Earlier, I mentioned seeing the Hong Kong picture Infernal Affairs and its US remake the Departed. Both films concern a pair of police officers, one good, one rogue. The rogue cop is the cat's paw of a mobster who wants an operative working for him on the inside. The good cop works undercover for a respectable detective and had to be drummed out of the force to seem like a criminal-in-the-making. The good cop winds up working against the mobster who employs the rogue cop, so the films create some tension around whether one of the cops will realize which side the other is really working for.
By 1935, Cagney was already infamous for his gangster roles at Warner Bros, with his fairly cold-blooded role in the Public Enemy becoming one of his all-time best-remembered performances. After a few years taking more gangster picture parts than anything else, G Men was a big change for Cagney; the content made it more-or-less another gangster picture, but this time Cagney was playing a proper protagonist: an FBI agent.
Cagney plays James "Brick" Davis, a struggling lawyer in the 1920s. Coming from a poor background, Brick only afforded law school because of his benefactor, MacKay ("Mac"), portrayed by character actor William Harrigan. MacKay runs a nightclub and is involved in some shady enterprises, but although Brick could use some extra money, he always refuses to work for Mac, preferring to remain legitimate. In fact, this is why Mac paid for Brick's education - he wanted to help out someone from a similar background, but always hoped his protegee would make it as an honest man.
One of Brick's friends is murdered by the mob, spurring Brick to join the FBI for revenge. Brick has to keep his relationship with Mac secret to gain admittance to the department and has one last friendly meeting with Mac.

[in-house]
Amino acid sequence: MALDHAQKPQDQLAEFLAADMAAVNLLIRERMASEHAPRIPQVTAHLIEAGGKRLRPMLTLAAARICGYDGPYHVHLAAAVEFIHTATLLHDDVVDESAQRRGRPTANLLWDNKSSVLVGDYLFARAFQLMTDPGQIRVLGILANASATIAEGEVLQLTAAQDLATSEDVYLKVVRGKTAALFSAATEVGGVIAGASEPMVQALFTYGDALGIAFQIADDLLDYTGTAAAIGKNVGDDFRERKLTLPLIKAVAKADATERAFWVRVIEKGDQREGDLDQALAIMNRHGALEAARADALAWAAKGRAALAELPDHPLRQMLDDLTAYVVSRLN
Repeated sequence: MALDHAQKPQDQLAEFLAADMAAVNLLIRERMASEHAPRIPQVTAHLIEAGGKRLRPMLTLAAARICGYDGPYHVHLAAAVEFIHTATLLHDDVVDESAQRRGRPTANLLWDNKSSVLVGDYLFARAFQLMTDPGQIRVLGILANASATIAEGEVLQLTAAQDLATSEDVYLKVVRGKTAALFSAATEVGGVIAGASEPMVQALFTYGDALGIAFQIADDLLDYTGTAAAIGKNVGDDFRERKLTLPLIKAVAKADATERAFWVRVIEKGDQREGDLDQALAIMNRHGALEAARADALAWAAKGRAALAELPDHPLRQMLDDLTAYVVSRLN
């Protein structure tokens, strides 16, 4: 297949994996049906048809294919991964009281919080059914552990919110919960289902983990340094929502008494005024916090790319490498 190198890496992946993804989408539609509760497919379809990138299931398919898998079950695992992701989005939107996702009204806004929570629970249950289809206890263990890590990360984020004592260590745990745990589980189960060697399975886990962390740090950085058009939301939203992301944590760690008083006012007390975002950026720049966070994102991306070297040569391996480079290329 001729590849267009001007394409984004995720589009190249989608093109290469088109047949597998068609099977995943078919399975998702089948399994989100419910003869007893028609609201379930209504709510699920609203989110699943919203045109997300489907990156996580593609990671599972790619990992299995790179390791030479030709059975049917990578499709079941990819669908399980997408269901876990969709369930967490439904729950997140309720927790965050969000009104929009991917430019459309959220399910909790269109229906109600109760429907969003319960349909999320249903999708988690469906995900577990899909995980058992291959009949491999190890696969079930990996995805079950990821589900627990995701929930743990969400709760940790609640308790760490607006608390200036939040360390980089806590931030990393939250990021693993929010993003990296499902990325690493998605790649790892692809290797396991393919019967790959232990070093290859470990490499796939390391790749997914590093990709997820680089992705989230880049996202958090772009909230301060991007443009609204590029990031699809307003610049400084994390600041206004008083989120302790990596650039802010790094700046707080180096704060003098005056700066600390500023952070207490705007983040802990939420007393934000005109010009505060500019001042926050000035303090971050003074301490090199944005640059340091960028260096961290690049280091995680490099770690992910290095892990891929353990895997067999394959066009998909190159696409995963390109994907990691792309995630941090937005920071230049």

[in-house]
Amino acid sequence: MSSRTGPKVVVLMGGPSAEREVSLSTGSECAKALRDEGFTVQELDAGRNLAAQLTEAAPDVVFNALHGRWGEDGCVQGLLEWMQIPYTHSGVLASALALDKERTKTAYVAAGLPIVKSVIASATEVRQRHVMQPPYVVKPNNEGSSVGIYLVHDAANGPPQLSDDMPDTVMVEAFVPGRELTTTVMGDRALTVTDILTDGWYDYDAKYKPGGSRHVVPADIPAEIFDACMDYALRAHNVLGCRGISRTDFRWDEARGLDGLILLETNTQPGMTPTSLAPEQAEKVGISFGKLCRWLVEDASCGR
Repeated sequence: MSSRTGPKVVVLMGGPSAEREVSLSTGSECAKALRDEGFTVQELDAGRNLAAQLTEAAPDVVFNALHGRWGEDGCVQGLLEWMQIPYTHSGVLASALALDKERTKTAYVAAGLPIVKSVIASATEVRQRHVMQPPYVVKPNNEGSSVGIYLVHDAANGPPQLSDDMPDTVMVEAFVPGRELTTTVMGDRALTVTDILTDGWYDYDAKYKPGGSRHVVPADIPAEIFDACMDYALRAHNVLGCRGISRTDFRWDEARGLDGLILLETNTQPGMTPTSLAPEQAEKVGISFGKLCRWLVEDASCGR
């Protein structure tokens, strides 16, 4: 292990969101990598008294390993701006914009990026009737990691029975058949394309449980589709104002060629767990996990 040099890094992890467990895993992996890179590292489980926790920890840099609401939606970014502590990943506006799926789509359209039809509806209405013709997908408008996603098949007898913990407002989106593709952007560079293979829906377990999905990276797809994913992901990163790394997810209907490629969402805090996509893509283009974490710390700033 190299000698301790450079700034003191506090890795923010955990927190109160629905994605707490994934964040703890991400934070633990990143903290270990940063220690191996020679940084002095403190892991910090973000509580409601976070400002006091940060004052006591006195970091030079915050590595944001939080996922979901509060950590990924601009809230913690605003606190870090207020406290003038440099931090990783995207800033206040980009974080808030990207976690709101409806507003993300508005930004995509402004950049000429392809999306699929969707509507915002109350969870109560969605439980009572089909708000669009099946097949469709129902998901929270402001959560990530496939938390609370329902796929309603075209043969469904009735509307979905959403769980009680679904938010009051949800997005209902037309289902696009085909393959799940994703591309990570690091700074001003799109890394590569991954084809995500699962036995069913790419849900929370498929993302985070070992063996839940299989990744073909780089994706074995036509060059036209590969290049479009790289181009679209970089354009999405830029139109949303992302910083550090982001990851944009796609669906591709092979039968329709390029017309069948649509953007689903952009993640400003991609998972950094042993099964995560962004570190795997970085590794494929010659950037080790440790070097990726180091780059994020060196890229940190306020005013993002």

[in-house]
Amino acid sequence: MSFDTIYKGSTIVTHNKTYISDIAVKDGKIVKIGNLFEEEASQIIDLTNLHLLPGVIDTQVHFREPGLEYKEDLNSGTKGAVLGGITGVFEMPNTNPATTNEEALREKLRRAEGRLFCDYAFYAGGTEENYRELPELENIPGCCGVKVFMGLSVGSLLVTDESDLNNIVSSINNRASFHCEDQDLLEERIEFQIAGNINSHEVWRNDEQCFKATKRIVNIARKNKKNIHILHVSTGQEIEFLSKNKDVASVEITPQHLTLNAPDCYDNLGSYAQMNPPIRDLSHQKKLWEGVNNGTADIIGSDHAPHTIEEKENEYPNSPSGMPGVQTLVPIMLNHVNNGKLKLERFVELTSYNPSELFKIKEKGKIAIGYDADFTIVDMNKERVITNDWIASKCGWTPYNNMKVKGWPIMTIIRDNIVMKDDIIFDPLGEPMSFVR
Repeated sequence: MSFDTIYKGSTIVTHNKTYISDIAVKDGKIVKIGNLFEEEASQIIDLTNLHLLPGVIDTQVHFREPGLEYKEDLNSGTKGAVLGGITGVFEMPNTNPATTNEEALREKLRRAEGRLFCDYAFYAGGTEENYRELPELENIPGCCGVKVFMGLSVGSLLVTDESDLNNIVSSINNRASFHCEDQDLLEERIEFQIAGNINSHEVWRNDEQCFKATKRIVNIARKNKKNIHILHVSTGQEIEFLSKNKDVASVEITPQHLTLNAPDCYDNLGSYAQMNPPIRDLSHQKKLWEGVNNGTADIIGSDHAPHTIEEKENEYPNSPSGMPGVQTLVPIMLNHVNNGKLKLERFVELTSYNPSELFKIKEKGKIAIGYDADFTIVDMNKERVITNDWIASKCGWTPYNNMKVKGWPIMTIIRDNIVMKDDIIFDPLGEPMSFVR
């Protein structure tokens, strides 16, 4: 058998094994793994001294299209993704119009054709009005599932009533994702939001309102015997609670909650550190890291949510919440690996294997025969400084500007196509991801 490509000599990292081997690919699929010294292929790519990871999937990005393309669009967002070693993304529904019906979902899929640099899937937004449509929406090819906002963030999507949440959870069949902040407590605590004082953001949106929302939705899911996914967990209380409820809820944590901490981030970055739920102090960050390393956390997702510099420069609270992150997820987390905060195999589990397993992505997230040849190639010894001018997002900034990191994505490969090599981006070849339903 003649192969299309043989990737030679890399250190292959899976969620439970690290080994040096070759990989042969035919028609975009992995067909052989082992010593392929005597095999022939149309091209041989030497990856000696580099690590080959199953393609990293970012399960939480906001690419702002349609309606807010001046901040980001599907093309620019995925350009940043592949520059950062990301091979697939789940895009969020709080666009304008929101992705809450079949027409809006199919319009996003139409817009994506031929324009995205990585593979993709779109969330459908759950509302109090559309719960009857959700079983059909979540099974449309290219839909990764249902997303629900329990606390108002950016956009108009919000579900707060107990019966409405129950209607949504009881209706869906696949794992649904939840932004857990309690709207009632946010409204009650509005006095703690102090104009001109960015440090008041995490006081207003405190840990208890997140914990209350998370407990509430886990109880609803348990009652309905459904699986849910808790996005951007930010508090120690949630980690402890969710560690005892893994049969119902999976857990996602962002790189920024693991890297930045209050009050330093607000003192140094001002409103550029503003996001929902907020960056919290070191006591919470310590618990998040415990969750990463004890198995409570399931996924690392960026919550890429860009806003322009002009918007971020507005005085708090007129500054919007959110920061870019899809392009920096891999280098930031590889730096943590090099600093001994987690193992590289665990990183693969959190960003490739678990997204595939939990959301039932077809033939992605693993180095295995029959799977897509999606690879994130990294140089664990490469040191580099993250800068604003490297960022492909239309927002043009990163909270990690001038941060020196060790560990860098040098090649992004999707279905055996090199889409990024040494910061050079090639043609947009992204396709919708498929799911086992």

Mac: "They want you in Washington."
Brick: "Yeah. I'm leaving tomorrow morning. That puts me on the other side of the fence from you, Mac."
Mac: "That's where you oughta be."
Brick: "Yes, but I'm out to get you! You, and everybody else in your racket! And if they assign me to go after you, I've got to use everything I know about you!"
Mac: "You've got to play ball with them, Brick. Go to it. You won't get me, Brick. I'm going to quit. I've been thinking about it for a long time."
Although Brick and MacKay's unusual friendship is a minor part of the film - which is mostly about Brick clashing with his superior in the department and leading fights with the mob - to me, this was the highlight of the film because it stands out so sharply from other law enforcement pictures of the time. Well into the 1950s, pro-law films portrayed lawmen as virtual paragons of justice and their opponents as the lowest scum of humanity. But this picture, one of the first gangster films post-Hays Code to take the law's side still finds space to treat some of the crooks sympathetically.
Of course, even the sympathetic crooks meet a bad end in classic Hollywood pictures, be it Scarface or High Sierra. So it is with Mac, who tries to cut his ties to organized crime, but his old associates choose his lodge in the woods as their hideout from the FBI, taking him hostage. When Brick leads the FBI to raid the lodge, Mac is used as a human shield and takes a bullet from Brick's gun. After the carnage, Brick realizes he's fatally wounded his oldest friend, but the dying Mac doesn't blame Brick, delivers some parting words of encouragement, then dies.
"It wasn't your fault. You're okay, kid. I was thinkin' about you the other day, wondering when you were coming up for that..."
In a sense, the all-but-irredeemable rogue cop of Infernal Affairs/the Departed is a step back in motion pictures to Hays Code-era unsympathetic villains. For that matter, the benefactor mobster in both films is repugnant, unlike G Men's Mac.
I don't really have a point to make with these observations...I simply found it interesting. There's life in those old gangster pictures yet!